Senate panel vote on releasing CIA study delayed
By DAVID LIGHTMAN AND JONATHAN S. LANDAY | McClatchy Washington Bureau | Published: March 28, 2014
WASHINGTON — Senate Intelligence Committee Democrats, locked in an unprecedented power struggle with the CIA, have added substantially to the material they want made public from their study of the agency’s use of waterboarding and other harsh interrogation methods on suspected terrorists, committee chairwoman Dianne Feinstein, D-Calif., said Thursday.
“It has been expanded,” she told McClatchy.
Feinstein did not say what had been added, but others said the expansion added 100 pages to what originally was the study’s 300-page executive summary. The expansion will delay a vote that Feinstein had promised by the end of March to send the document to an executive branch declassification review.
That would be the final step in the process of releasing the executive summary of the four-year investigation into the detention and interrogation program. The full report, which cost $40 million and runs in excess of 6,300 pages, likely won’t ever be released. The panel completed work on the report in Dcember 2012.
Feinstein said the declassification vote now likely will be April 3.
“The reason for the delay is a couple of members wanted more time to go over the material,” she said.
Feinstein and several other committee members said that the addition of new material to the executive summary has been completed, though Sen. Saxby Chambliss of Georgia, the committee’s top Republican, said “it’s been a constant product in motion.”
Sen. Susan Collins, R-Maine, agreed more time was needed to read the revamped version. After all, she said, “It’s a work in progress.”
Sen. Jay Rockefeller, D-W.Va., said the holdup is partly because some members want more time to read the report, and partly because some Republicans “object to everything.”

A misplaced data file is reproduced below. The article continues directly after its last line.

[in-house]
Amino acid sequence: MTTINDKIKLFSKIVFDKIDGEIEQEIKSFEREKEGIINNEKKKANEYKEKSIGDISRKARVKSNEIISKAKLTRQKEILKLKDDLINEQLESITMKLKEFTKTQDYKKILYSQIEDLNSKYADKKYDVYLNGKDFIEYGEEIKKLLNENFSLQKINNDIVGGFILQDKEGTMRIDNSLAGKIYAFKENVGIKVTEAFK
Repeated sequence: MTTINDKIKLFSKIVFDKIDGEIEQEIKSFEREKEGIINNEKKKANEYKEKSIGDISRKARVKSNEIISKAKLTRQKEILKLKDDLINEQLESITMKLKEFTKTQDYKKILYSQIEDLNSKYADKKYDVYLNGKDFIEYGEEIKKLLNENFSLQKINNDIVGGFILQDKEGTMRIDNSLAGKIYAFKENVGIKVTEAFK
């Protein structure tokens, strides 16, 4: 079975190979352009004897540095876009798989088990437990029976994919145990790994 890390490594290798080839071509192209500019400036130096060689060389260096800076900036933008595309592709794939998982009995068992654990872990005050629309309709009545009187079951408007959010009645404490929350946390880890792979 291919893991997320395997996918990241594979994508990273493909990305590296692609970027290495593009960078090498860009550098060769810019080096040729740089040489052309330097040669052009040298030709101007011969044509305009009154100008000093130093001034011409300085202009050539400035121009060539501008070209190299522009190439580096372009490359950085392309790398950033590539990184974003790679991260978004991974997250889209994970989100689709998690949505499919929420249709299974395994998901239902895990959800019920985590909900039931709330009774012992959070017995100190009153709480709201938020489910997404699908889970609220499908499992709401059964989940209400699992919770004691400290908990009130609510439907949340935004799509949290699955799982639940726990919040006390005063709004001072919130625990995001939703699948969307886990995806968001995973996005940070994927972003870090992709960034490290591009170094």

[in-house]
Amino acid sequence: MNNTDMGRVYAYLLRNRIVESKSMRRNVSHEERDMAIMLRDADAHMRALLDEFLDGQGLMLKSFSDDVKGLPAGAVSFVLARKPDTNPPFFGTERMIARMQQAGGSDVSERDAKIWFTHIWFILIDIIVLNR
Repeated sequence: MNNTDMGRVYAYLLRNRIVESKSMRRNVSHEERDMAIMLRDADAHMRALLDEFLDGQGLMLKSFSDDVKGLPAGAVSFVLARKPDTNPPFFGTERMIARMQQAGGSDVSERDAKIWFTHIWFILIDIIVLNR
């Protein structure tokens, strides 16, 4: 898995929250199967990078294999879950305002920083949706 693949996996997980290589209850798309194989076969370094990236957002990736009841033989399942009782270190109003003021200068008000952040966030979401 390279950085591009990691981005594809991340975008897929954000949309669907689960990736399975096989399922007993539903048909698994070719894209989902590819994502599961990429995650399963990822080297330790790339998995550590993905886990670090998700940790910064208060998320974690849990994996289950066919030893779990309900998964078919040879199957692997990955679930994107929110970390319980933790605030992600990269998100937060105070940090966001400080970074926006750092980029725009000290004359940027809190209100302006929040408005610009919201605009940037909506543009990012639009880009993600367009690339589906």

Sen. Tom Coburn, R-Okla., another committee member, insisted there were errors in the report, though he would not specify what. But he expected separate Republican views to be issued when the report is final.
The study found that the CIA’s use during the Bush administration of waterboarding — which simulates drowning — and other harsh interrogation methods on suspected terrorists produced very little intelligence of any value, according to lawmakers who’ve read the document.
It also determined that the CIA misled the Bush administration, Congress and the public about the effectiveness of the techniques employed in secret prisons run by the CIA overseas, they’ve said.
CIA Director John Brennan has disputed some of the findings. Brennan met with the committee Thursday, but Feinstein said the report was not the topic of the meeting.
The expansion of the material that the Democrats plan to make public follows revelations earlier this month of an extraordinary behind-the-scenes confrontation between the committee’s majority lawmakers and the CIA over the report.
In a March 11 speech in the Senate, Feinstein charged that the CIA may have violated the law and the Constitution in 2010 by secretly infiltrating computers used by her staff to prepare the study and removing some of the millions of top-secret documents provided by the agency.
The CIA Inspector General’s Office has asked the Justice Department to launch a criminal investigation into malfeasance by CIA officials in connection with the alleged intrusions.
The CIA General Counsel’s Office, meanwhile, requested that the Justice Department conduct a criminal probe into the alleged unauthorized removal by Democratic committee staff of classified documents from the top-secret agency facility where the computers were located.
The documents included an internal CIA review of the 6.2 million pages of material provided to the committee that Feinstein and other panel members contend corroborate the study’s main conclusions.
Brennan has rejected that contention, saying that the review was not a formal assessment. He also disputed the committee’s authority to see the review, saying that a major breach in a CIA computer network allowed the staff to access the material.